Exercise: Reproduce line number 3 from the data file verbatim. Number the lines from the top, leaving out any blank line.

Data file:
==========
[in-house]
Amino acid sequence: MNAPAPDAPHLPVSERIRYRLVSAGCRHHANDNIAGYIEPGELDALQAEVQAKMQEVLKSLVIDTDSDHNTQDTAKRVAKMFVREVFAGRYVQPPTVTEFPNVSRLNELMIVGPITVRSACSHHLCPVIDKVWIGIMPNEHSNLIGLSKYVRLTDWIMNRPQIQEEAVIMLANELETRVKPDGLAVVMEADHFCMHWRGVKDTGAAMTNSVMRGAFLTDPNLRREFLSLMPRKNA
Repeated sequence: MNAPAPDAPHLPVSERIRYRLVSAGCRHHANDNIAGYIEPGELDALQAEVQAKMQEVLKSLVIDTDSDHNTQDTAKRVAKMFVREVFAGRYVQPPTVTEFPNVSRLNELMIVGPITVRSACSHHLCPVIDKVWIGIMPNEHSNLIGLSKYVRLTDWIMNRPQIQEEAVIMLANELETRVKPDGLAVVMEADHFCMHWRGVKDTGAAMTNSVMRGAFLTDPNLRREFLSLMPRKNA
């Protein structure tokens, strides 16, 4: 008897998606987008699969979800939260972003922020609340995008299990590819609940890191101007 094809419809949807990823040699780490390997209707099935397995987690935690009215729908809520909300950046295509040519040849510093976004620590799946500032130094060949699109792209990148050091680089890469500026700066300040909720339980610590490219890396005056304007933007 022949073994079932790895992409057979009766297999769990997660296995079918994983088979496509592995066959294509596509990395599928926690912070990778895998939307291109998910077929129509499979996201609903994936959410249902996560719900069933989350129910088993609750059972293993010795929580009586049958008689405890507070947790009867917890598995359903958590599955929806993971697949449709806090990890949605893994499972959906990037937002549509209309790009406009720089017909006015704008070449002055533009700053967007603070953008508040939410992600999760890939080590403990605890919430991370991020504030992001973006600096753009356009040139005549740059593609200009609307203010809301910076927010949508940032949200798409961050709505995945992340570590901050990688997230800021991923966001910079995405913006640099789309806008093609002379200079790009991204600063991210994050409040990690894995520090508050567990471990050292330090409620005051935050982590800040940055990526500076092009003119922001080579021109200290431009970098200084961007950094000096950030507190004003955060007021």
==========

Repeated sequence: MNAPAPDAPHLPVSERIRYRLVSAGCRHHANDNIAGYIEPGELDALQAEVQAKMQEVLKSLVIDTDSDHNTQDTAKRVAKMFVREVFAGRYVQPPTVTEFPNVSRLNELMIVGPITVRSACSHHLCPVIDKVWIGIMPNEHSNLIGLSKYVRLTDWIMNRPQIQEEAVIMLANELETRVKPDGLAVVMEADHFCMHWRGVKDTGAAMTNSVMRGAFLTDPNLRREFLSLMPRKNA